The centerpiece of the proposed rule is requiring water utilities to replace lead service lines nationwide. The rule would also require the utilities to replace galvanized service lines downstream of a lead pipe or that were downstream of a lead pipe but have since been relocated (such pipes are treated the same as lead service lines under the proposed rule due to their lead-adsorption qualities). Under the proposed rule, each water utility must develop and annually update a publicly accessible inventory on service lines and their composition.[15] Water utilities will be required to investigate and determine the materials used in service lines of unknown composition.[16] Water systems would also be required to assess the accuracy of earlier investigations of service lines that have previously been designated as non-lead—by submitting inventories to state regulators and conducting new inspections when customers express concern that their service lines were incorrectly categorized.[17]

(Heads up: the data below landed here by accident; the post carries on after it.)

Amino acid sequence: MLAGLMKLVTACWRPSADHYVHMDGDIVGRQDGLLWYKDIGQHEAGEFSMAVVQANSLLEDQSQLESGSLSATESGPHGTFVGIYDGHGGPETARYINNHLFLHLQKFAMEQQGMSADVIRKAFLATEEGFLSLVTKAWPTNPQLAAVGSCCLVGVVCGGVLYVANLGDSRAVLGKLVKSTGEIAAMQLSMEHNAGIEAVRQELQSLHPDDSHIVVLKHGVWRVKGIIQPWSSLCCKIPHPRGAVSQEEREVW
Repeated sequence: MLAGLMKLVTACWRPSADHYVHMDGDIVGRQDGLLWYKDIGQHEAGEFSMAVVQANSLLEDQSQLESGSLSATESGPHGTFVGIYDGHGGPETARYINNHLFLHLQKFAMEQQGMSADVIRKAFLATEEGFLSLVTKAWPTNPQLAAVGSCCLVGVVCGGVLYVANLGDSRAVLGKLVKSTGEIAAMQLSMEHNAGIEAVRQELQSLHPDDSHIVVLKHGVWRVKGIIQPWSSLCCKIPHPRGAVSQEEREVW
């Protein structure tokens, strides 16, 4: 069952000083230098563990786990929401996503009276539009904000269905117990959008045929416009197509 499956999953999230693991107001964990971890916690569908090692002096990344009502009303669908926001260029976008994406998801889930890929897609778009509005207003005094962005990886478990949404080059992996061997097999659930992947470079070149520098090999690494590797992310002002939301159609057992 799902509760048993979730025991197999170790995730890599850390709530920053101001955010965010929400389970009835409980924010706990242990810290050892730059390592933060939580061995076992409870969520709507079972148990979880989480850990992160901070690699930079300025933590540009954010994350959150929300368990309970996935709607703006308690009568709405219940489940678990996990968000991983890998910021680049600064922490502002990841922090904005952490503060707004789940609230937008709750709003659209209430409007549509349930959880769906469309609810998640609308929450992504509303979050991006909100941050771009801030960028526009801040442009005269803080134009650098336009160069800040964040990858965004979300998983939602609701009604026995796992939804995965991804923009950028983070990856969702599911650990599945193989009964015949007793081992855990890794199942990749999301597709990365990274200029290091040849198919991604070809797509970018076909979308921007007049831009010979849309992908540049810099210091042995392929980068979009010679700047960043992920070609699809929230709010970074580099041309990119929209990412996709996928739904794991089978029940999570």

A water system with at least one lead service line in its inventory must develop and make publicly accessible a lead service line replacement plan.[18] Ultimately, a water system must replace any lead service lines within 10 years (even if no lead action level is exceeded), or as soon as a state determines is feasible.[19] This replacement must occur at an annual rate of 10% per year.[20]